In a new report on the EU to increase the retail prices of energy in Europe suggests ways to reduce the cost of consumers and preserve the competitiveness of European businesses in the global market.
Between 2008 and 2012 the retail price of energy in Europe rose substantially despite the fall in wholesale electricity and stable wholesale prices of natural gas. The differences between EU countries are also big, some consumers pay up to 4 times more than others.
The report analyzes the reasons for the rise in retail prices and suggested ways of saving money and energy for consumers and industry.
Reducing the cost of energy to consumers
EU seeks to complete the common energy market in 2014 and continue to develop energy infrastructure. A more liberal and coordinated market will enhance competition and investment and improve efficiency in several areas. This will lead to a reduction in prices and a more level playing field within the Union.
To reduce their costs, households and companies must improve their energy efficiency by using energy-efficient products and practices. Users should also benefit from better rates or switch to cheaper suppliers whenever possible.
Higher energy prices affect the poorest households hardest and the governments of the EU should consider social measures to protect vulnerable consumers.
Maintain the competitiveness of the Union
The difference in the prices of energy between the EU and other major economies is increasing. According to the International Energy Agency, these differences will lead to a contraction of EU exports of energy-intensive goods such as steel, aluminum and ceramic products.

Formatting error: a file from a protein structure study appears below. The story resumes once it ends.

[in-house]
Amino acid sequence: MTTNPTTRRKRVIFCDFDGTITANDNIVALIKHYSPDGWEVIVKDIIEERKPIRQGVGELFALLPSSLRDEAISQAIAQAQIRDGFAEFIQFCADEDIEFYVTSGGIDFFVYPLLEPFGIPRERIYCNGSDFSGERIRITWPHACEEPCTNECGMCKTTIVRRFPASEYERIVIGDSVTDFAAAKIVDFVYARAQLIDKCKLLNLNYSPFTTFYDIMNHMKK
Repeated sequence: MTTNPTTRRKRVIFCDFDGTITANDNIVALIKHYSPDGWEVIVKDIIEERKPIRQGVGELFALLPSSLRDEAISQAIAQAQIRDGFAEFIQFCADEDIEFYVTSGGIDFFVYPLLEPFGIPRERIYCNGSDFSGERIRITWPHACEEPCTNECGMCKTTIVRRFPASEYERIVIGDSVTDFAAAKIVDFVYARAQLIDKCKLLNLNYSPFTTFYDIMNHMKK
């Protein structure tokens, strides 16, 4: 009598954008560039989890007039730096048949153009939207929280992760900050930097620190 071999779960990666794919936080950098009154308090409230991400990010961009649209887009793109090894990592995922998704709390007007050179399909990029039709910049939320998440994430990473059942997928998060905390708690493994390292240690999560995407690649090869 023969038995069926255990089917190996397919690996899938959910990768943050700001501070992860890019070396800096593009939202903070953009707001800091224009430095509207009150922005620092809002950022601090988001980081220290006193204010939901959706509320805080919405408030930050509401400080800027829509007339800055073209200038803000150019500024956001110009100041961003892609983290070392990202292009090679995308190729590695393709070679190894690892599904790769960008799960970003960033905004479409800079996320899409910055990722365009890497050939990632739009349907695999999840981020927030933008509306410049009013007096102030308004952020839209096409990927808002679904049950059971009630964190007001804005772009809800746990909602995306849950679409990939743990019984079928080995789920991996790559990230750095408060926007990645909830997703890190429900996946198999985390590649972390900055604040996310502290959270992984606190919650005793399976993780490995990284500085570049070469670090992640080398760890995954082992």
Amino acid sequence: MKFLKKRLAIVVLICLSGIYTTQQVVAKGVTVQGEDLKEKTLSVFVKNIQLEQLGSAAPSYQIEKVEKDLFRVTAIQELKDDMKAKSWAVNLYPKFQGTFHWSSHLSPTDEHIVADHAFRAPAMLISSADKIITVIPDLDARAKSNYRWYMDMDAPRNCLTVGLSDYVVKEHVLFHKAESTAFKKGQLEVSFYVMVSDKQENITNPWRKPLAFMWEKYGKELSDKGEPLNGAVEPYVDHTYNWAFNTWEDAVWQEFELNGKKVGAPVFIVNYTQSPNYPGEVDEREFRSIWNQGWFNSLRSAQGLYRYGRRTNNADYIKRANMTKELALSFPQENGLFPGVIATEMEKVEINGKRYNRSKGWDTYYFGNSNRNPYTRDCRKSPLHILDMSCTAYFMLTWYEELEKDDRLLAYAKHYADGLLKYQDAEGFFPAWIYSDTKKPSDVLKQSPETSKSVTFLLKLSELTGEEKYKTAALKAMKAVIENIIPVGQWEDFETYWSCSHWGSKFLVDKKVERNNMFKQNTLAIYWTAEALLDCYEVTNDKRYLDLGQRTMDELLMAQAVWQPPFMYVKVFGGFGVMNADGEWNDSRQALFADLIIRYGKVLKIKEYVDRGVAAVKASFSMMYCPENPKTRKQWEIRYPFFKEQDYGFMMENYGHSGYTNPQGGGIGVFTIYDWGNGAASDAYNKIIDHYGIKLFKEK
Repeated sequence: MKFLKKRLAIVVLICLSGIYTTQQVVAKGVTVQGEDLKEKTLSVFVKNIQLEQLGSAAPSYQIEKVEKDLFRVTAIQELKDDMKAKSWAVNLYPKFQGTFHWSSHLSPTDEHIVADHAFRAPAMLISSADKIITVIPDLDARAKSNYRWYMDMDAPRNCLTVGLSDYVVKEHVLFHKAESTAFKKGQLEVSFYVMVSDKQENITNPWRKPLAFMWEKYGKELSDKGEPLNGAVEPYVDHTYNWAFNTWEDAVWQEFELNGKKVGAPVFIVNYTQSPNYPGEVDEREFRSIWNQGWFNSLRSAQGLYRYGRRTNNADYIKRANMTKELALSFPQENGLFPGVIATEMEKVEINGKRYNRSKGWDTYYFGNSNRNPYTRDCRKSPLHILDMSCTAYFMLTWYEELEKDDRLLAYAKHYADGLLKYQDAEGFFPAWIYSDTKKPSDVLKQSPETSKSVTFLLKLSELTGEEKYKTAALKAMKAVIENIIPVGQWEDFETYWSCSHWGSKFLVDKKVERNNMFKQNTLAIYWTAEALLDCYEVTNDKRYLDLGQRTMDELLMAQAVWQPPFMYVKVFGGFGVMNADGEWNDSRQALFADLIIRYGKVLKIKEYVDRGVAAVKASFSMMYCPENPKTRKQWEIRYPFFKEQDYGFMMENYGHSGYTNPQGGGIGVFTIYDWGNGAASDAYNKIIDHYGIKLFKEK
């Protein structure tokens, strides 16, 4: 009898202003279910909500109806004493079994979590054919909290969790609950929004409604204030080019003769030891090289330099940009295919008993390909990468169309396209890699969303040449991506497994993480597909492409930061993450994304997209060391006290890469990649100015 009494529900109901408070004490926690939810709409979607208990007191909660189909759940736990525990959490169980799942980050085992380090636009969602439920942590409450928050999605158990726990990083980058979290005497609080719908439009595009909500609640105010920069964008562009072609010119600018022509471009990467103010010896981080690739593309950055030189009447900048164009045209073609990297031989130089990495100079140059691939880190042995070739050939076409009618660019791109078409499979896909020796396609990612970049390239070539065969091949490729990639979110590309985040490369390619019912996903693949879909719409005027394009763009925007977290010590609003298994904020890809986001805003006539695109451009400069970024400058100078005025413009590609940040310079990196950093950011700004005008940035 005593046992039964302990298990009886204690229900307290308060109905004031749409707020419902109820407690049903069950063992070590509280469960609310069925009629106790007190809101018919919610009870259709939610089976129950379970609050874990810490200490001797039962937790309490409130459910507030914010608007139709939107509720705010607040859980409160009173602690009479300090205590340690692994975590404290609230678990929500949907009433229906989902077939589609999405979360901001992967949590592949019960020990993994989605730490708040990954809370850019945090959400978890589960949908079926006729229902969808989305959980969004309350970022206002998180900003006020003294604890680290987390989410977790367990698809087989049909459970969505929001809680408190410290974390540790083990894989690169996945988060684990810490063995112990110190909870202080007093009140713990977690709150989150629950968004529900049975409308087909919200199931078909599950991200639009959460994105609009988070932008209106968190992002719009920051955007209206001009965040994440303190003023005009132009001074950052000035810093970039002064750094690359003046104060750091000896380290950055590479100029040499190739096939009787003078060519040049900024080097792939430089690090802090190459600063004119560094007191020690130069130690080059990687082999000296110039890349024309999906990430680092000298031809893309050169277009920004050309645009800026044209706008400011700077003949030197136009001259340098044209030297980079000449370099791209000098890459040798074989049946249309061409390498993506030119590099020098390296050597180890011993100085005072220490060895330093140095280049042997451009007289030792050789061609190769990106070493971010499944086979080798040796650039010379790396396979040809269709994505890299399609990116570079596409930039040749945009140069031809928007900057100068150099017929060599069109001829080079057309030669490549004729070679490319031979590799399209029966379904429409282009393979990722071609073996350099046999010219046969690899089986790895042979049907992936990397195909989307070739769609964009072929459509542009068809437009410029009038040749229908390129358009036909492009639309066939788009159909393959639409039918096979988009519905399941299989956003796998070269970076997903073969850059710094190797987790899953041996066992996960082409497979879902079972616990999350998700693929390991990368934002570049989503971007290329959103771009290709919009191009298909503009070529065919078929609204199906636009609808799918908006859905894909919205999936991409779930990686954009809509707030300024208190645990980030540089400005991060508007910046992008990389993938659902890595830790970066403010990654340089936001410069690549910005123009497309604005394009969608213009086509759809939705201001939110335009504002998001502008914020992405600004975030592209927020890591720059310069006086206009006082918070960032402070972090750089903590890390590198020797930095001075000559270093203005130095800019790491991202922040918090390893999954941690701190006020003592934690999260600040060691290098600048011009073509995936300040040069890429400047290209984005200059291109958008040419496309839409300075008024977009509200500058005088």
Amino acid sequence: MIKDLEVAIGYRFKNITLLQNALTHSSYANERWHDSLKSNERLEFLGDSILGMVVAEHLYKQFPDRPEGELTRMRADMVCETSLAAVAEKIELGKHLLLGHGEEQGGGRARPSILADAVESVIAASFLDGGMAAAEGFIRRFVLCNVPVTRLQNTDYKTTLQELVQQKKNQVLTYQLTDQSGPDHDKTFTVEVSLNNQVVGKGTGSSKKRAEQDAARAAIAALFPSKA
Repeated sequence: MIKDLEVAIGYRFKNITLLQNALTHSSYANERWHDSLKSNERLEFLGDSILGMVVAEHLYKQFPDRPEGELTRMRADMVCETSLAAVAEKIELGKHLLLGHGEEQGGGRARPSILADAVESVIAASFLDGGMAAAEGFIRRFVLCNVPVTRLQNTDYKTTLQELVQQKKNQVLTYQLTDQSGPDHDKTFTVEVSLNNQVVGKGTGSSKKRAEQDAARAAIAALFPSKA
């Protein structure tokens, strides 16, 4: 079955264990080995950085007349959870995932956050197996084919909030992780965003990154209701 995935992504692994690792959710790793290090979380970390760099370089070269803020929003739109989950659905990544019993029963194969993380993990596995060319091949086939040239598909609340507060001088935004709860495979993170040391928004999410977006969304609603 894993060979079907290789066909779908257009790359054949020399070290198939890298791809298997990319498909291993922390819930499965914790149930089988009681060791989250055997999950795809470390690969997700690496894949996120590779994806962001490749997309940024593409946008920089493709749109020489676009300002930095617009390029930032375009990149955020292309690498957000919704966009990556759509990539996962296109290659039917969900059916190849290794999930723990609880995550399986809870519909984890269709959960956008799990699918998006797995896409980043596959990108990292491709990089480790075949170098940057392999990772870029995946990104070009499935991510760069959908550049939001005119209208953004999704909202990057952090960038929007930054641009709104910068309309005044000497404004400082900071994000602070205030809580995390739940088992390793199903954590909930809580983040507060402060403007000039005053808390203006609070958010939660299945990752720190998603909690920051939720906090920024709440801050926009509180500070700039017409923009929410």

While the EU continues to lead in the energy intensive exports, it may be necessary efforts to compensate for the higher energy prices by improving energy efficiency to reach even further.
The EU should continue its negotiations with international partners to energy subsidies and export restrictions. When necessary, the Union must also help to protect certain industrial users through fiscal transfers and exemptions and reductions in taxes and levies.
Investment in the future
As energy prices will rise in the short term, today there is need for investment in “smart” grids and technologies for more efficient production, transport and storage of energy. Together with the common energy market, these measures should lead to lower prices in the long run.
With flexible power systems, responsible consumers, competitive markets, and efficient management Europe will be better prepared to limit future price increases to pay for investments and to minimize cost increases.
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